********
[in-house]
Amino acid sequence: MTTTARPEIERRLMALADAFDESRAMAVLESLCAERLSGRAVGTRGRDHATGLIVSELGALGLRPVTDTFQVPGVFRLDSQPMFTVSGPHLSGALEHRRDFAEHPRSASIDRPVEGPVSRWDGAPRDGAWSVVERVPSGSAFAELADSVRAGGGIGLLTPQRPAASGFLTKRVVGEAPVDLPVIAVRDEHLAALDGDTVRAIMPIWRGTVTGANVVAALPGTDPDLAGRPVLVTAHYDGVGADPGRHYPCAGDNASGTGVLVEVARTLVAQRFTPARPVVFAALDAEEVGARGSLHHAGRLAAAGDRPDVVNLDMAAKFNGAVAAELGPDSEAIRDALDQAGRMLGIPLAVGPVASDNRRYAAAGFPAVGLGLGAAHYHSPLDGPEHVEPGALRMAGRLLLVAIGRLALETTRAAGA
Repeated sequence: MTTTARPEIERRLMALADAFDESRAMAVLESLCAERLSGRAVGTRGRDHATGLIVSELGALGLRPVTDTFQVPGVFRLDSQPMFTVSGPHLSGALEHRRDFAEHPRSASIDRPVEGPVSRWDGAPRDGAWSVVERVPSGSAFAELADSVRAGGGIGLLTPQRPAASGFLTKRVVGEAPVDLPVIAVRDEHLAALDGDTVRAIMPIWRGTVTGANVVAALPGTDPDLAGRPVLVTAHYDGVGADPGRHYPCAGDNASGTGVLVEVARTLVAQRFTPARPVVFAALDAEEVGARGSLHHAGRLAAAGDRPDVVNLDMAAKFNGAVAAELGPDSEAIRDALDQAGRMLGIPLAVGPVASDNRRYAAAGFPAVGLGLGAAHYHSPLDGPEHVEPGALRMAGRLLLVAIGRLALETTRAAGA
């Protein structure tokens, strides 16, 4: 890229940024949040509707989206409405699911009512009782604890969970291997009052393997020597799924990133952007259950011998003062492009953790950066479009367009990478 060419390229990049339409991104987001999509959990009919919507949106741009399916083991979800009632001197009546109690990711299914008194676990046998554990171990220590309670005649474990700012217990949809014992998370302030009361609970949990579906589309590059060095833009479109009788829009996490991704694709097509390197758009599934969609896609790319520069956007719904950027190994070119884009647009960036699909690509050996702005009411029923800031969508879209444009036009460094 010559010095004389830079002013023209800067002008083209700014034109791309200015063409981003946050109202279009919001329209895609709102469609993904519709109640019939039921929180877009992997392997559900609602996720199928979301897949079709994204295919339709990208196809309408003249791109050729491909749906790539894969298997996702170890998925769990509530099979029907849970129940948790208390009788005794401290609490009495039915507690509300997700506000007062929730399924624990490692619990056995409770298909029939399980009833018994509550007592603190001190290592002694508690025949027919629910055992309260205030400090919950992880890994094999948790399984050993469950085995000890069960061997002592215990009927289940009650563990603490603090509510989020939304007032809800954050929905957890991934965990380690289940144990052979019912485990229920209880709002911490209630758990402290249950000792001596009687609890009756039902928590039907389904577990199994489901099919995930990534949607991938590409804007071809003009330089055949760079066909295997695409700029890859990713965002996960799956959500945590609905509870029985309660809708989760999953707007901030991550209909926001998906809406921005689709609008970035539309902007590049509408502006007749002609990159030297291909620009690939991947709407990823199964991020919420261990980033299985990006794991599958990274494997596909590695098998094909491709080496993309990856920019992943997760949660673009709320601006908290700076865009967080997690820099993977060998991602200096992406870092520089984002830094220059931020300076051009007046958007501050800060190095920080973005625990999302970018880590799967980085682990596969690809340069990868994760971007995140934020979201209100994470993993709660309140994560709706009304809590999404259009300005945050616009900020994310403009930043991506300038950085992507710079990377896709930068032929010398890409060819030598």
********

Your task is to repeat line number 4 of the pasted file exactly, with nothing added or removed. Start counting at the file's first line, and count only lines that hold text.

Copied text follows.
């Protein structure tokens, strides 16, 4: 890229940024949040509707989206409405699911009512009782604890969970291997009052393997020597799924990133952007259950011998003062492009953790950066479009367009990478 060419390229990049339409991104987001999509959990009919919507949106741009399916083991979800009632001197009546109690990711299914008194676990046998554990171990220590309670005649474990700012217990949809014992998370302030009361609970949990579906589309590059060095833009479109009788829009996490991704694709097509390197758009599934969609896609790319520069956007719904950027190994070119884009647009960036699909690509050996702005009411029923800031969508879209444009036009460094 010559010095004389830079002013023209800067002008083209700014034109791309200015063409981003946050109202279009919001329209895609709102469609993904519709109640019939039921929180877009992997392997559900609602996720199928979301897949079709994204295919339709990208196809309408003249791109050729491909749906790539894969298997996702170890998925769990509530099979029907849970129940948790208390009788005794401290609490009495039915507690509300997700506000007062929730399924624990490692619990056995409770298909029939399980009833018994509550007592603190001190290592002694508690025949027919629910055992309260205030400090919950992880890994094999948790399984050993469950085995000890069960061997002592215990009927289940009650563990603490603090509510989020939304007032809800954050929905957890991934965990380690289940144990052979019912485990229920209880709002911490209630758990402290249950000792001596009687609890009756039902928590039907389904577990199994489901099919995930990534949607991938590409804007071809003009330089055949760079066909295997695409700029890859990713965002996960799956959500945590609905509870029985309660809708989760999953707007901030991550209909926001998906809406921005689709609008970035539309902007590049509408502006007749002609990159030297291909620009690939991947709407990823199964991020919420261990980033299985990006794991599958990274494997596909590695098998094909491709080496993309990856920019992943997760949660673009709320601006908290700076865009967080997690820099993977060998991602200096992406870092520089984002830094220059931020300076051009007046958007501050800060190095920080973005625990999302970018880590799967980085682990596969690809340069990868994760971007995140934020979201209100994470993993709660309140994560709706009304809590999404259009300005945050616009900020994310403009930043991506300038950085992507710079990377896709930068032929010398890409060819030598």